Indie Girl: From Starting a Band to Launching a Fashion Company, Nine Ways to Turn Your Creative Talent into Reality


Are you a girl who’s tired of waiting for someone to design the perfect skirt? Bored by what adults think makes great "teen literature"? Insulted by the onslaught of fluffy spring break movies? Good—then you’re on the right track. The next step is to take matters into your own hands.

A fun and comprehensive guide for young women, Indie Girl contains all of the information you’ll need to start independent creative ventures, like dance companies, rock bands, art galleries, fashion...

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Are you a girl who’s tired of waiting for someone to design the perfect skirt? Bored by what adults think makes great "teen literature"? Insulted by the onslaught of fluffy spring break movies? Good—then you’re on the right track. The next step is to take matters into your own hands.

A fun and comprehensive guide for young women, Indie Girl contains all of the information you’ll need to start independent creative ventures, like dance companies, rock bands, art galleries, fashion companies, and more. Inside you’ll find out how to shoot a new TV show, cast and produce a play, pull together a poetry slam, make your own zine, and even build a float for a parade. You’ll also read quotes from teen and professional artists, receive technical and creative advice from pros, and get a better understanding of why and how women should be working together in the arts.

Indie Girl shows you that when girls get come together to be creative, there’s virtually nothing they can’t do!

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Editorial Reviews

From the Publisher
“Jam-packed with insider tips and quotes from teenage and professional artists, Indie Girl will both challenge and inspire you to do something out of the ordinary this summer.” — Seventeen Magazine Online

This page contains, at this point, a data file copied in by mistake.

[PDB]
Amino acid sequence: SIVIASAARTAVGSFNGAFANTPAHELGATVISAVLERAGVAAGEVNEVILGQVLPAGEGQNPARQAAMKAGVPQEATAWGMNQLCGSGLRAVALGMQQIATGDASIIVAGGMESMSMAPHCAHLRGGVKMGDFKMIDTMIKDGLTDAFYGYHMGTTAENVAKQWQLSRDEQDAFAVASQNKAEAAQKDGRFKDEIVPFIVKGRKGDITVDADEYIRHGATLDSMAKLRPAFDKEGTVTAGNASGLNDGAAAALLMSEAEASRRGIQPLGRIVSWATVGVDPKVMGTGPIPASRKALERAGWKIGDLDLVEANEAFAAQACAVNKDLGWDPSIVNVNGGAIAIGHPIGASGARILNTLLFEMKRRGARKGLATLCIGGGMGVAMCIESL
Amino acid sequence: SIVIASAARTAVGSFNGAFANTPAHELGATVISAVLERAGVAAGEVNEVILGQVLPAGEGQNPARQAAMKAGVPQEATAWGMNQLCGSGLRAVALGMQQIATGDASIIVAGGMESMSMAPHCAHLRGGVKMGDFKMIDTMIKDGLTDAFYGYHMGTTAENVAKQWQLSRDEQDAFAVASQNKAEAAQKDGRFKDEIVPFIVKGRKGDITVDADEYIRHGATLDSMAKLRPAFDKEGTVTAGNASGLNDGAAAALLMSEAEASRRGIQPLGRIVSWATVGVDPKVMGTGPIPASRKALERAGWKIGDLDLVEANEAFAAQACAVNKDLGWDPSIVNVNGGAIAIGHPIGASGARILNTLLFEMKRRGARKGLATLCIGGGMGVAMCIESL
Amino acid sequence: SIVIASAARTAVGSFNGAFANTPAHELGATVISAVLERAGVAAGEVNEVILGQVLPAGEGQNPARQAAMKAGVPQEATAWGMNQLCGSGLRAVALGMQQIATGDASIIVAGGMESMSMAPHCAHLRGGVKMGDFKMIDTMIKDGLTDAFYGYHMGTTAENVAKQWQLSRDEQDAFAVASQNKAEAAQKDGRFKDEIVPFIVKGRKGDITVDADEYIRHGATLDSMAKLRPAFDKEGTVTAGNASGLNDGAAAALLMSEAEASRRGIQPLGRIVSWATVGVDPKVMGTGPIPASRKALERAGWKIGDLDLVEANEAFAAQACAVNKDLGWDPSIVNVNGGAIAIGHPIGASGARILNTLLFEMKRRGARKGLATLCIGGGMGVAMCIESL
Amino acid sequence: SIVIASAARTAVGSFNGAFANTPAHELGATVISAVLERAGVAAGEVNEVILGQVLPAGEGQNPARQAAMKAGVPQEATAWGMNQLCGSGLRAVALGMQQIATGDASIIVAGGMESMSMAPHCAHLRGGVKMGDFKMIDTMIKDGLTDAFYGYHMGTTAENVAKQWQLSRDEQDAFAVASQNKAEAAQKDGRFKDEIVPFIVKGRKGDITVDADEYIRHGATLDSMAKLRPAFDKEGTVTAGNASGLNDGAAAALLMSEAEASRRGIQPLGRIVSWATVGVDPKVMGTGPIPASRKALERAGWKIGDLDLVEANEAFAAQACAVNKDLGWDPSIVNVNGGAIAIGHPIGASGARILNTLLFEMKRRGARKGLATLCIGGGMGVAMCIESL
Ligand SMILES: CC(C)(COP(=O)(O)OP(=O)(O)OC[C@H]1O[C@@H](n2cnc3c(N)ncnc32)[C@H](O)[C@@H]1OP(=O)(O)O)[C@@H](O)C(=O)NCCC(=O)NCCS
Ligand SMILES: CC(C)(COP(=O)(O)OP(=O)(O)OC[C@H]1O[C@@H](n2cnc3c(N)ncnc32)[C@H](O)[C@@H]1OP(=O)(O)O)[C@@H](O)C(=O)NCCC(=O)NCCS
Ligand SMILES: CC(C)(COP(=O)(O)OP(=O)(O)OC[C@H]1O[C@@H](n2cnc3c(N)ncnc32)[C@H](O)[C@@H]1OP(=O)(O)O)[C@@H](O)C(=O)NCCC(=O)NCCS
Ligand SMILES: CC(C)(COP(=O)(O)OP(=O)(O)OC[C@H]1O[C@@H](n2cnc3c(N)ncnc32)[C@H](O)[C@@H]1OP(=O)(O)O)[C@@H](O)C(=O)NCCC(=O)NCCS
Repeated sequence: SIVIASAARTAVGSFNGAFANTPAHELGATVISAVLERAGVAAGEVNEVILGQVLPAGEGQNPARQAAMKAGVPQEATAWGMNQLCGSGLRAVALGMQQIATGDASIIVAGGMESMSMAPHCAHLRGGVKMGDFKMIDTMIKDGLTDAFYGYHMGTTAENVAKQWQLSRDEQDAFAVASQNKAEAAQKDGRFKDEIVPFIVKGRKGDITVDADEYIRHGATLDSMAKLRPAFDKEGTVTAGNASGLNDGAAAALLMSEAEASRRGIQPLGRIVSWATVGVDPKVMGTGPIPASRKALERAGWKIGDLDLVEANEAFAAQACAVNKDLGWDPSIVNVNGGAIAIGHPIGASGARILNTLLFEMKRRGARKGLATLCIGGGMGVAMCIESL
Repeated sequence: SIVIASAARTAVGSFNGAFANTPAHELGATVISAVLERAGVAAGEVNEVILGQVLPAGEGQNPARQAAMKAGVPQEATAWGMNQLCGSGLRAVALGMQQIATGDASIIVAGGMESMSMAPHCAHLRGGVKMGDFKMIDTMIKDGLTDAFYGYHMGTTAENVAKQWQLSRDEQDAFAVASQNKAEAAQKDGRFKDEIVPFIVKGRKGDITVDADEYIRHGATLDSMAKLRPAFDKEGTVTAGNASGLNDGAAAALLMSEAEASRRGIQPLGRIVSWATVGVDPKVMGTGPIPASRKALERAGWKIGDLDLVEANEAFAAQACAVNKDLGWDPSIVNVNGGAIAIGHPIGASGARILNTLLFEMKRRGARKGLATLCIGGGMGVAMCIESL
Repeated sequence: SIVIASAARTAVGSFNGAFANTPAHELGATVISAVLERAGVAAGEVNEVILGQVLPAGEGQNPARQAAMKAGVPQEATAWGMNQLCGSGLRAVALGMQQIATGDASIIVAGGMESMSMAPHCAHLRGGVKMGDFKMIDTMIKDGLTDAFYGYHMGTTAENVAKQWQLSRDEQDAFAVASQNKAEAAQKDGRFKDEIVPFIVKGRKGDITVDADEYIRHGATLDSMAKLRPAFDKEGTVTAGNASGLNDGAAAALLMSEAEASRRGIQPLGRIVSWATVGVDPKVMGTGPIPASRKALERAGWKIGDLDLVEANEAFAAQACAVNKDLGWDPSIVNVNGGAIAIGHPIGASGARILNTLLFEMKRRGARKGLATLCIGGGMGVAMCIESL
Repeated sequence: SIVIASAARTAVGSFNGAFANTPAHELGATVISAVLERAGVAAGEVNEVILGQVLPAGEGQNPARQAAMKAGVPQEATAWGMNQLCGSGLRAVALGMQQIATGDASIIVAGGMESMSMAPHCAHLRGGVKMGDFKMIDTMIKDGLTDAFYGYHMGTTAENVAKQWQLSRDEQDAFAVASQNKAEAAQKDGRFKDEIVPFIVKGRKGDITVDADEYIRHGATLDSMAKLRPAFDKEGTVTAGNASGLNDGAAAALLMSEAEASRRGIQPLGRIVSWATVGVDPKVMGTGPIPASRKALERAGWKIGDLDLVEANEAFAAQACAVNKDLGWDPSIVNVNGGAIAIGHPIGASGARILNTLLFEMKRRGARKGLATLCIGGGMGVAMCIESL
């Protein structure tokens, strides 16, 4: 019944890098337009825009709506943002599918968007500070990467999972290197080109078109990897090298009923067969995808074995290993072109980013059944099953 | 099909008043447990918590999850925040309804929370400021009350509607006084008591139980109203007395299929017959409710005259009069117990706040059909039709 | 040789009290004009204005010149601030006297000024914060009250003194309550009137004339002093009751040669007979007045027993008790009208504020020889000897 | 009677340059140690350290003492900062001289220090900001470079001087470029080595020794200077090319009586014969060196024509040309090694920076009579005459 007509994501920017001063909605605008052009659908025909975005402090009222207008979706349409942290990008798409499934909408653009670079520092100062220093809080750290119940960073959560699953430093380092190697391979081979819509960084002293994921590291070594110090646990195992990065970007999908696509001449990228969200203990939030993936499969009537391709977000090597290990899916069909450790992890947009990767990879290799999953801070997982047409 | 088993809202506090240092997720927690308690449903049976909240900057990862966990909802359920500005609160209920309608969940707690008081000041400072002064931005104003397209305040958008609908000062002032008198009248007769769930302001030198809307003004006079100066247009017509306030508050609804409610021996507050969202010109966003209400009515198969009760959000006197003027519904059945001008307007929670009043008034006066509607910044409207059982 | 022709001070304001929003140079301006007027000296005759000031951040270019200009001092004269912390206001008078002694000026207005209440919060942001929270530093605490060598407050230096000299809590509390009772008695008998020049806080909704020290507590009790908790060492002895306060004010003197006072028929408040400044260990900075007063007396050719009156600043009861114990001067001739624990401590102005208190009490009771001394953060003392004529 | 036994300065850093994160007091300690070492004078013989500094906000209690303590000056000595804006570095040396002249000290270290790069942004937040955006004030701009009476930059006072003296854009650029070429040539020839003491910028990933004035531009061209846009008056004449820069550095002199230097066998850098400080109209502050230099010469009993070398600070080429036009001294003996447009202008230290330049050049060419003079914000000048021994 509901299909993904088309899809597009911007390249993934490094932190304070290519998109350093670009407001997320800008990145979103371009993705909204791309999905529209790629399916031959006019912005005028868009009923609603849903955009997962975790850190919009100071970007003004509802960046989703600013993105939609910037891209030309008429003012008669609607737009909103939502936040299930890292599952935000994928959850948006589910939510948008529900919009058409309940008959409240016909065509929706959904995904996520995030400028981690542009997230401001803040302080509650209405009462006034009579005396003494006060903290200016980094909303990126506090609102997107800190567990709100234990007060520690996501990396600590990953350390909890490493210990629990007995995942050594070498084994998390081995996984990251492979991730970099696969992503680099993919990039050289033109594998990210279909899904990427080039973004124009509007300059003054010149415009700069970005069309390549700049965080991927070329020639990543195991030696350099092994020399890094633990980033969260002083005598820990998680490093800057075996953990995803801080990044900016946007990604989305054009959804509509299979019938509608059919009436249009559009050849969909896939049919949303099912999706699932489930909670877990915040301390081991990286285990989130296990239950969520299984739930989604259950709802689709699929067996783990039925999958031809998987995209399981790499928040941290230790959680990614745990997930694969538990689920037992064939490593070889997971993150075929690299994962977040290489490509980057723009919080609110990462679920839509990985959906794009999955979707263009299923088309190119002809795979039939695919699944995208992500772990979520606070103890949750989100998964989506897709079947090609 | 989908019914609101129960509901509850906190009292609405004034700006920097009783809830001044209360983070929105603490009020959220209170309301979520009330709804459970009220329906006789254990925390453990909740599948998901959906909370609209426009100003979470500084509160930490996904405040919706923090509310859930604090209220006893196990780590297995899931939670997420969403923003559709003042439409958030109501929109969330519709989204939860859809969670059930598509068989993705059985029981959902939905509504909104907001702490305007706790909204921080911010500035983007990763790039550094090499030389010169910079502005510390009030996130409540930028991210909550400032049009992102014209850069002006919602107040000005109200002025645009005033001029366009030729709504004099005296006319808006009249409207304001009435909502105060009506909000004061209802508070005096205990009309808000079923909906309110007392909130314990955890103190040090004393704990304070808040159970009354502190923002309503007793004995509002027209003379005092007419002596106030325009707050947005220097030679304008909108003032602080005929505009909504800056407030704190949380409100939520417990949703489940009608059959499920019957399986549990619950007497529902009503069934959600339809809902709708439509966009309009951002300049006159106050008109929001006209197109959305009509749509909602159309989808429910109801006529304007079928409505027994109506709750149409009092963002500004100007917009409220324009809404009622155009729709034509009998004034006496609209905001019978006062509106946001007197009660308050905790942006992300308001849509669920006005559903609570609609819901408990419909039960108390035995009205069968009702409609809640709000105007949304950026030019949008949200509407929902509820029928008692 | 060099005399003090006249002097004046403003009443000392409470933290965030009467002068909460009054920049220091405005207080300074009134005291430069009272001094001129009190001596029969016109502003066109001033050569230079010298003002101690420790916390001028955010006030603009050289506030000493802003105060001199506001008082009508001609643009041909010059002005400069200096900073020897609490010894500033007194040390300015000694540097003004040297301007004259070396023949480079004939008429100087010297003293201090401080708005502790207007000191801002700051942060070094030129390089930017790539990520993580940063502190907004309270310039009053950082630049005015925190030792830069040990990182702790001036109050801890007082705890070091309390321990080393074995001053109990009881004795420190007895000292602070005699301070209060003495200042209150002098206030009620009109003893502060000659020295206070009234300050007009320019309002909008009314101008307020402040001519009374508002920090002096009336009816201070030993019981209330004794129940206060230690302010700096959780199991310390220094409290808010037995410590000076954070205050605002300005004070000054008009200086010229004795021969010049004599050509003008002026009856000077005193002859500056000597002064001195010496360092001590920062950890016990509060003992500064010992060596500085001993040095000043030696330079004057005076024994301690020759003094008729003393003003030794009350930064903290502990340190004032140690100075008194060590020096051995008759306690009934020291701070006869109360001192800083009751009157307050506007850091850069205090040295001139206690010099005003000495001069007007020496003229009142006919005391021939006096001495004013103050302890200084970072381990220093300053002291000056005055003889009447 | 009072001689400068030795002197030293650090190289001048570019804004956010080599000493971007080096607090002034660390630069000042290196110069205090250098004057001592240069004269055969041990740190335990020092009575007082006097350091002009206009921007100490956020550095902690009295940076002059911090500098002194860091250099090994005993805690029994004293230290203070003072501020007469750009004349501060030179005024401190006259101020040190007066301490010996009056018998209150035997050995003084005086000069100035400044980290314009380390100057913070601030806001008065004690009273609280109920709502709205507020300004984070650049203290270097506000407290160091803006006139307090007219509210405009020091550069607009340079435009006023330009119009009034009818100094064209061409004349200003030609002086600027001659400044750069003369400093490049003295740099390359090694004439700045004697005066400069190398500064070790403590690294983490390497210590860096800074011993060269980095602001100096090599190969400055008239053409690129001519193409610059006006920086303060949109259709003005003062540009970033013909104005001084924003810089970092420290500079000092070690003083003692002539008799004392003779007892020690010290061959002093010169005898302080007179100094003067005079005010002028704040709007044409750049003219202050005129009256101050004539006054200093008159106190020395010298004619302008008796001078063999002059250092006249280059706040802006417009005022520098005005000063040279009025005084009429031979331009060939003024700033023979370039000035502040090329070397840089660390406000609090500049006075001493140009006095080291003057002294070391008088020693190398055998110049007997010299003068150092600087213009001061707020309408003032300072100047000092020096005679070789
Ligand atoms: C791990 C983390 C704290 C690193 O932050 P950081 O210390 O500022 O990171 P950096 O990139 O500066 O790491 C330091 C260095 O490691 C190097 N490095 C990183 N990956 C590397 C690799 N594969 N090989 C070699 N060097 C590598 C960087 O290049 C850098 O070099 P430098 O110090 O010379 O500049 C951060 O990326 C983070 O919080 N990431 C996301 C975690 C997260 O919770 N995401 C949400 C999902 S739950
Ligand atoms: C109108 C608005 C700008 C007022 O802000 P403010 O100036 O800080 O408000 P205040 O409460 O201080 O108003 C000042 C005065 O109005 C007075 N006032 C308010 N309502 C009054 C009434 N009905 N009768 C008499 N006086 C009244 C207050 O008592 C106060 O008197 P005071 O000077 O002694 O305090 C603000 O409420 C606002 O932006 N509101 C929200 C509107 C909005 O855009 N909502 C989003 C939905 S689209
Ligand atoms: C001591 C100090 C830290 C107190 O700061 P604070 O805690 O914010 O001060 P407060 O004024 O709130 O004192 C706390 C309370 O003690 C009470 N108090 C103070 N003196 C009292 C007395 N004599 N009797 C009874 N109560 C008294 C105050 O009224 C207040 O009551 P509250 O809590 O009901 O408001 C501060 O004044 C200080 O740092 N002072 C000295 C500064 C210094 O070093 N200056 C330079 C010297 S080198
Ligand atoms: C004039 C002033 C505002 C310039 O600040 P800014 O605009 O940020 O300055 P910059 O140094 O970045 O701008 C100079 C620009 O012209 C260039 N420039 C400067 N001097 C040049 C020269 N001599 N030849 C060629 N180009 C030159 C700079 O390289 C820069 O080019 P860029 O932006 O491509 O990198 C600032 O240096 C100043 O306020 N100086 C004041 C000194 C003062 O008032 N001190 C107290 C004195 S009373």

School Library Journal

Gr 7 Up

A feisty guide for teens to bring their creative impulses to fruition. Fresh and fun in their approach, Johnson and Macklin walk readers through the basics of publishing a zine, mounting an art exhibit, forming a dance troupe, organizing a parade, filming a TV show, staging a play, and hosting a poetry slam. Each chapter is sprinkled with suggestions from successful professionals and other "insiders." The chapter on mounting an art exhibit offers good, practical advice. The competition (and drive needed) in these fields is fierce. The accessible text also works hard to give readers a fuller understanding of why and how women can work together in the arts-that when there is collaboration, the possibilities are endless. There's nothing new in terms of the advice, but this is a good guide nonetheless. A great choice for readers as they think about their futures.-Elaine Baran Black, Georgia Public Library Service, Atlanta

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Product Details

  • ISBN-13: 9780979017339
  • Publisher: Zest Books
  • Publication date: 4/1/2008
  • Pages: 136
  • Sales rank: 1,295,020